The Dred Scott decision served as an eye-opener to Northerners who believed that slavery was tolerable as long as it stayed in the South. If the decision took away any power Congress once had to regulate slavery in new territories, these once-skeptics reasoned, slavery could quickly expand into much of the western United States. And once slavery expanded into the territories, it could spread quickly into the once-free states. Lincoln addressed this growing fear during a speech in Springfield, Illinois on June 17, 1858:
Put this and that together, and we have another nice little niche, which we may, ere long, see filled with another Supreme Court decision, declaring that the Constitution of the United States does not permit a State to exclude slavery from its limits. . . . We shall lie down pleasantly dreaming that the people of Missouri are on the verge of making their State free, and we shall awake to the reality instead, that the Supreme Court has made Illinois a slave State. 
For many Northerners who had remained silent on the issue, this very real possibility was too scary to ignore. Suddenly many Northerners who had not previously been against the South and against slavery began to realize that if they did not stop slavery now, they might never again have the chance. This growing fear in the North helped further contribute to the Civil War.
Four years after Chief Justice Taney read his infamous Scott v. Sandford decision, parts of the proslavery half of the Union had seceded and the nation was engaged in civil war. Because of the passions it aroused on both sides, Taney's decision certainly accelerated the start of this conflict. Even in 1865, as the long and bloody war drew to a close with the Northern, antislavery side on top, a mere mention of the decision struck a nerve in the Northern Congress. A simple and customary request for a commemorative bust of Taney, to be placed in a hall with busts of all former Supreme Court Chief Justices, was blocked by the Republican-controlled Congress. Charles Sumner, the leader of those who blocked the request, had strong words on the late Chief Justice and his most notorious decision:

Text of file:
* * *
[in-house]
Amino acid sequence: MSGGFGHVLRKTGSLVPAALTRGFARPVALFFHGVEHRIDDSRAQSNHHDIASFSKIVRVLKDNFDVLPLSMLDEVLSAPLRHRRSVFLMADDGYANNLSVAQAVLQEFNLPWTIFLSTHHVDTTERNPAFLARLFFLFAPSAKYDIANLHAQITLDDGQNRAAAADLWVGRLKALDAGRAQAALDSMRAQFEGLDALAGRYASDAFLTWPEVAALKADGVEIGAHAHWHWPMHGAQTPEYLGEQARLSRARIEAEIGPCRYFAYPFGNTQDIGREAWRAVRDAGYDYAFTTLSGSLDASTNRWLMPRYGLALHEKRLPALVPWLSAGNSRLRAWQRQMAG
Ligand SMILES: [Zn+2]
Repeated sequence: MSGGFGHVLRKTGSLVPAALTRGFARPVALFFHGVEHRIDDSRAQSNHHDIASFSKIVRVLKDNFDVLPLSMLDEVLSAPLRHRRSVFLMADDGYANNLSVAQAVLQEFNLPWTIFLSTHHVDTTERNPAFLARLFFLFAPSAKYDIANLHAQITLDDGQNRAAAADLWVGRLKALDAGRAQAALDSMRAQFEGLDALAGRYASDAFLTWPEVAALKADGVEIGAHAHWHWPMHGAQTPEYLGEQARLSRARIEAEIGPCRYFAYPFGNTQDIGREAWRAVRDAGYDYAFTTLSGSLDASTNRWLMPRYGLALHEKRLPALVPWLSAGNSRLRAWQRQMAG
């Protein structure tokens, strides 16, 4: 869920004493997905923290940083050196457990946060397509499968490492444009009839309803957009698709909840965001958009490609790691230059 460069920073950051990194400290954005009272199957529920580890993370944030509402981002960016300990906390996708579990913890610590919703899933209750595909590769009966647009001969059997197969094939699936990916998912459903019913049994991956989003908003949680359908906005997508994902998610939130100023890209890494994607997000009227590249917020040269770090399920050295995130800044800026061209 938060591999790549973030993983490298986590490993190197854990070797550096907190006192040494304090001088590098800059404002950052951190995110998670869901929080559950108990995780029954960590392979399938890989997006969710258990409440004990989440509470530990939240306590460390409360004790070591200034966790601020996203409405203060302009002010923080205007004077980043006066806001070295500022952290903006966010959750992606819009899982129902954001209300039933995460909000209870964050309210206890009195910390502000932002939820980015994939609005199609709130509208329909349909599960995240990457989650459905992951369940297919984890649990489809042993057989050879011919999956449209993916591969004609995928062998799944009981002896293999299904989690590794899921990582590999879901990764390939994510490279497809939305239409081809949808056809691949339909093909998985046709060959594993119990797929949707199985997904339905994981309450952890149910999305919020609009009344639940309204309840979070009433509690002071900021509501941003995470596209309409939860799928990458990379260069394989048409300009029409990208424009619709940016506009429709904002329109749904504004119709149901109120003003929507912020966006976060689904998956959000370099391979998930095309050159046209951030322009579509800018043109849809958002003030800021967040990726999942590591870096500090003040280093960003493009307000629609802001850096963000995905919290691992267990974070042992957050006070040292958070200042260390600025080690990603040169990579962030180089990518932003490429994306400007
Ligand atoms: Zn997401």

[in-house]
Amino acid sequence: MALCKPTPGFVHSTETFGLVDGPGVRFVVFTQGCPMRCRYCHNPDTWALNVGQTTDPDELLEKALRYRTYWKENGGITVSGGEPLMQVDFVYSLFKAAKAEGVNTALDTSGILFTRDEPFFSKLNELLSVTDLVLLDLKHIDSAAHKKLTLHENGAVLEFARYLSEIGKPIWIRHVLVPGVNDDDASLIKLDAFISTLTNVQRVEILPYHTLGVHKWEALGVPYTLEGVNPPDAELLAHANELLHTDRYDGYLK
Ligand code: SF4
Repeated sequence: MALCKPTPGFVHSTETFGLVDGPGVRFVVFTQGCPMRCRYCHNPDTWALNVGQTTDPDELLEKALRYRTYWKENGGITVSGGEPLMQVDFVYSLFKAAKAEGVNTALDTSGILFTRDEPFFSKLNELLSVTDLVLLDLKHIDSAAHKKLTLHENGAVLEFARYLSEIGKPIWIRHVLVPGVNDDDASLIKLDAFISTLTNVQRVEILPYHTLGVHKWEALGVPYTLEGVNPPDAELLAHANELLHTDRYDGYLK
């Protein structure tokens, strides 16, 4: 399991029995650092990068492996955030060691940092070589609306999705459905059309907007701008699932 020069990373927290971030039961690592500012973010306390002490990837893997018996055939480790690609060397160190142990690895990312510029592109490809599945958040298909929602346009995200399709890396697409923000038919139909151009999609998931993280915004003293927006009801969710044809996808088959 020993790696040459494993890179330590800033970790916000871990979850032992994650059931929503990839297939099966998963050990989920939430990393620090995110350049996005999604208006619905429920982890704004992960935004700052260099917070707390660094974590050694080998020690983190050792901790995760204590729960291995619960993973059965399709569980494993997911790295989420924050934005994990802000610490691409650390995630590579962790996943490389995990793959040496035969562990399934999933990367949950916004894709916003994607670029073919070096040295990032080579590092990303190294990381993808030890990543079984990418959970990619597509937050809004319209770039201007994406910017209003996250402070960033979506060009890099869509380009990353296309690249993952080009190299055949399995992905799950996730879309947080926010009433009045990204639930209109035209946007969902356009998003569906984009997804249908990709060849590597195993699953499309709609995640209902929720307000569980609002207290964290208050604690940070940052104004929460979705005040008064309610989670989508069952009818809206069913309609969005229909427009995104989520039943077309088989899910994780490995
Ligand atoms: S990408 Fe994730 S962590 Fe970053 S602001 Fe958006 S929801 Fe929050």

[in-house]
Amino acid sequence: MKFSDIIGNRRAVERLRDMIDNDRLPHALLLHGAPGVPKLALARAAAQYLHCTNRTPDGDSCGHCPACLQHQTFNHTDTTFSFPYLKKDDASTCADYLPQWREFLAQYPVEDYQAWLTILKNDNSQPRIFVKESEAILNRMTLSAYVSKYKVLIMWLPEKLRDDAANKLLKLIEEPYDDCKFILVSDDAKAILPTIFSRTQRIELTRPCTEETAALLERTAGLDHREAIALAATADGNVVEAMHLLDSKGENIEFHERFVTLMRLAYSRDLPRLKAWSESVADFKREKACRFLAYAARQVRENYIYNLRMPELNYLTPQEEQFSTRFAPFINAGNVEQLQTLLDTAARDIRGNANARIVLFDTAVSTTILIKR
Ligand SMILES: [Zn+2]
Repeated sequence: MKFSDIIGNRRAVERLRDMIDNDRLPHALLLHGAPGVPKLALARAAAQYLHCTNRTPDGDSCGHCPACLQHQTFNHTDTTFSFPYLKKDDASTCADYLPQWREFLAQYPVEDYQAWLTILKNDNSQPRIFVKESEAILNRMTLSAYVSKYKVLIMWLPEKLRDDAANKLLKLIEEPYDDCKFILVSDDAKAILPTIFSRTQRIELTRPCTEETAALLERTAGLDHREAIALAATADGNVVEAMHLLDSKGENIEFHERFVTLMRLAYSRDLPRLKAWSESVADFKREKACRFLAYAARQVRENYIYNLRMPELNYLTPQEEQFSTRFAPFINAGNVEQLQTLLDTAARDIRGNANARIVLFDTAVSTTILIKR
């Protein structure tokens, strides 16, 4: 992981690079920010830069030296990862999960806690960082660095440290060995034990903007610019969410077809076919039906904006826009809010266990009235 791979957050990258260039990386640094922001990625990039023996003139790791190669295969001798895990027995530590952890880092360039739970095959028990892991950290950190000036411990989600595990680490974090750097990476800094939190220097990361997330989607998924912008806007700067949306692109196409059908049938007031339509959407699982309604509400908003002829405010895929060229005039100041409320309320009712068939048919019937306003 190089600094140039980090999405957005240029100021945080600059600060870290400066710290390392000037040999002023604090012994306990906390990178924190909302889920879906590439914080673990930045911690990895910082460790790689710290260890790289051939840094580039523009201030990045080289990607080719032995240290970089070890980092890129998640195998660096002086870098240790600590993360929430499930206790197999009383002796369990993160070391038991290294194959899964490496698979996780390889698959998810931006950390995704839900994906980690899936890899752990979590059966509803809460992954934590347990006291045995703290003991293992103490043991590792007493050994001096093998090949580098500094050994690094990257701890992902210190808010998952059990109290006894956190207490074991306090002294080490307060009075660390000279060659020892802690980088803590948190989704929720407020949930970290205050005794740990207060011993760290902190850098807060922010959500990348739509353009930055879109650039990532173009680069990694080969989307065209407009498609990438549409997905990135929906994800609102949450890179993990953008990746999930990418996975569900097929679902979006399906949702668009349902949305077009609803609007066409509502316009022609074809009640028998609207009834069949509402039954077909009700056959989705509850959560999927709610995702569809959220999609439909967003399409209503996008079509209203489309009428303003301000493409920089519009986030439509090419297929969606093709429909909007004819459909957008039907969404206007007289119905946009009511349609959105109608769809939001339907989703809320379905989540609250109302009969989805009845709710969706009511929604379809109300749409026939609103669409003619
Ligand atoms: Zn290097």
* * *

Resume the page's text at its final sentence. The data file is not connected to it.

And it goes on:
I speak what cannot be denied when I declare that the opinion of the Chief Justice in the case of Dred Scott was more thoroughly abominable than anything of the kind in the history of courts. Judicial baseness reached its lowest point on that occasion. You have not forgotten that terrible decision where a most unrighteous judgment was sustained by a falsification of history. Of course, the Constitution of the United States and every principle of Liberty was falsified, but historical truth was falsified also. . . . 
Clearly Scott v. Sandford was not an easily forgotten case. That it still raised such strong emotions well into the Civil War shows that it helped bring on the war by hardening the positions of each side to the point where both were willing to fight over the issue of slavery. The North realized that if it did not act swiftly, the Southern states might take the precedent of the Scott case as a justification for expanding slavery into new territories and free states alike. The South recognized the threat of the Republican party and knew that the party had gained a considerable amount of support as a result of the Northern paranoia in the aftermath of the decision. In the years following the case, Americans realized that these two mindsets, both quick to defend their side, both distrustful of the other side, could not coexist in the same nation. The country realized that, as Abraham Lincoln stated, "`A house divided against itself cannot stand.' . . . This government cannot endure, permanently half slave and half free."  Scott's case left America in "shocks and throes and convulsions" that only the complete eradication of slavery through war could cure.